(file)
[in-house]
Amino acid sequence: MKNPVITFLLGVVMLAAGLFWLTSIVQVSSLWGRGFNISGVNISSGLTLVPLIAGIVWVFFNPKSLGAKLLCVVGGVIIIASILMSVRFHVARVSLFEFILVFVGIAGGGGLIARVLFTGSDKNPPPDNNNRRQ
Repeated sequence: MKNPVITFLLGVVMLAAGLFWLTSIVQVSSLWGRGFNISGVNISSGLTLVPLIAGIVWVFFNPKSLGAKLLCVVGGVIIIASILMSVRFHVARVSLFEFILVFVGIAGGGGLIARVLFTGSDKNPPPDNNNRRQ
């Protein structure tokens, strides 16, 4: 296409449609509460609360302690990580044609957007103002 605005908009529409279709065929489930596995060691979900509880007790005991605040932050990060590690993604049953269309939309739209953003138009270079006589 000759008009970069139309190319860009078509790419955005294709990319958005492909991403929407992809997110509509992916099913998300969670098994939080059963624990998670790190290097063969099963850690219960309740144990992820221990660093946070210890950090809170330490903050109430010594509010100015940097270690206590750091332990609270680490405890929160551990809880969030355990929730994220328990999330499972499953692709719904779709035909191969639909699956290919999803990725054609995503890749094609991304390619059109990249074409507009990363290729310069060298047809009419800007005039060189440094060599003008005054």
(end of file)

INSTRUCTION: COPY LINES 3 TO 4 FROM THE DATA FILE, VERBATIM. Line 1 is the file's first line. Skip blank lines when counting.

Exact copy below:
Repeated sequence: MKNPVITFLLGVVMLAAGLFWLTSIVQVSSLWGRGFNISGVNISSGLTLVPLIAGIVWVFFNPKSLGAKLLCVVGGVIIIASILMSVRFHVARVSLFEFILVFVGIAGGGGLIARVLFTGSDKNPPPDNNNRRQ
């Protein structure tokens, strides 16, 4: 296409449609509460609360302690990580044609957007103002 605005908009529409279709065929489930596995060691979900509880007790005991605040932050990060590690993604049953269309939309739209953003138009270079006589 000759008009970069139309190319860009078509790419955005294709990319958005492909991403929407992809997110509509992916099913998300969670098994939080059963624990998670790190290097063969099963850690219960309740144990992820221990660093946070210890950090809170330490903050109430010594509010100015940097270690206590750091332990609270680490405890929160551990809880969030355990929730994220328990999330499972499953692709719904779709035909191969639909699956290919999803990725054609995503890749094609991304390619059109990249074409507009990363290729310069060298047809009419800007005039060189440094060599003008005054």